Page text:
Evolutionary Nutrition is the study of the changing diet of our ancestors, and the effects these changes had on our health and disease patterns. This study is relatively easy where we have documentary evidence, such as in the case of classical Greece, but it becomes difficult and uncertain when we try to examine the foods and eating habits of our more distant ancestors.
To bypass the relative lack of data associated with our hominid and later ancestors, Evolutionary Nutrition uses ethnographic parallels but also indirect ways to obtain the necessary data, based on the fact that our biochemical reactions are very much the same as these of our ancestors no matter how distant these may be. Thus many unknown biochemical as well as physiological reactions that have no explanations, are not only explained by the special viewpoint of Evolutionary Nutrition, but they become sources of an unusual amount of information.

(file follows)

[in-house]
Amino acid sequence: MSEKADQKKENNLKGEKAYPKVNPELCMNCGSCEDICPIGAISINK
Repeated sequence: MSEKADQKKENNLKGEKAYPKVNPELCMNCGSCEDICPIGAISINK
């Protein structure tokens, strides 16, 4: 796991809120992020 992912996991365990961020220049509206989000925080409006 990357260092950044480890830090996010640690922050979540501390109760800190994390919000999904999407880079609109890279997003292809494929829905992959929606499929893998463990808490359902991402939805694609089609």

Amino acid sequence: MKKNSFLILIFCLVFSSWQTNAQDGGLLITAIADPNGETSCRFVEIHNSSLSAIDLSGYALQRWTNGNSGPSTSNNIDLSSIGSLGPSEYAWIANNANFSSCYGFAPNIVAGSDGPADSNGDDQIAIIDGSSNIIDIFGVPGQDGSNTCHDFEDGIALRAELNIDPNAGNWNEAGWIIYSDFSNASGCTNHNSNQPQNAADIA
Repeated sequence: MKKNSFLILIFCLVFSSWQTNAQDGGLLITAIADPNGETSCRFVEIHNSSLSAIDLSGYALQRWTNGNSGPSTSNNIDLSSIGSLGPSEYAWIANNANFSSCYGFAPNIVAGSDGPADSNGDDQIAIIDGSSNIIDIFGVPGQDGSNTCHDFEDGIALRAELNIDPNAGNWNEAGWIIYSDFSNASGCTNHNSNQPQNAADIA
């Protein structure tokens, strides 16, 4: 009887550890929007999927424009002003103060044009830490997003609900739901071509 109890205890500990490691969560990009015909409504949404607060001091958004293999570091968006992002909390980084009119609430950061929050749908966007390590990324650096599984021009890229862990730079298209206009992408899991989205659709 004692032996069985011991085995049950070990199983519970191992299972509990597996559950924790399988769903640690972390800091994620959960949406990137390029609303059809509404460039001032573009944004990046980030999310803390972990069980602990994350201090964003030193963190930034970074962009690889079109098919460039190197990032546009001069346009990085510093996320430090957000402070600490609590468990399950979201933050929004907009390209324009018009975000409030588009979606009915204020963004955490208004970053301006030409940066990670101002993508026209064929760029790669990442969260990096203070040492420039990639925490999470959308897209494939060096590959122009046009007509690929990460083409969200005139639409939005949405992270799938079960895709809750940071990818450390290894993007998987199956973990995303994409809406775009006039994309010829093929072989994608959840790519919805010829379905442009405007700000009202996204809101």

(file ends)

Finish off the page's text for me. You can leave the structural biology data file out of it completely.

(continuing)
The careful study of our ancestors' diets shows among other things that they had:
- A very large variety of plant foods in their diet
- A diet rich in soluble and insoluble fibers
- A relatively large number of calorically small meals
- Virtually all their foods in the raw state with their enzymes intact
- Separated their proteins and fats from their carbohydrates
- A balanced but lean diet in terms of animal fats
Connie Lambrou-Phillipson, John Phillipson
Institute of Paleonutrition, Greece